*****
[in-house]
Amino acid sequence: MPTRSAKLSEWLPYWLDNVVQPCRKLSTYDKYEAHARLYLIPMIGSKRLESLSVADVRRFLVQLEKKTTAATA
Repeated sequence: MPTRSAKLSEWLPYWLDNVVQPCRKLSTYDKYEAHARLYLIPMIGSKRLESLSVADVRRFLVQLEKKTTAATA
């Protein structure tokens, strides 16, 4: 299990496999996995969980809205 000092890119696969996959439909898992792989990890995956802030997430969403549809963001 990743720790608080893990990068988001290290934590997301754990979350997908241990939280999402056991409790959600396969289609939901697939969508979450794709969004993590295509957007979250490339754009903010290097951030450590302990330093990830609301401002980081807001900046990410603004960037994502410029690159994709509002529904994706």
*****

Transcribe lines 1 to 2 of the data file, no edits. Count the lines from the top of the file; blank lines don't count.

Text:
[in-house]
Amino acid sequence: MPTRSAKLSEWLPYWLDNVVQPCRKLSTYDKYEAHARLYLIPMIGSKRLESLSVADVRRFLVQLEKKTTAATA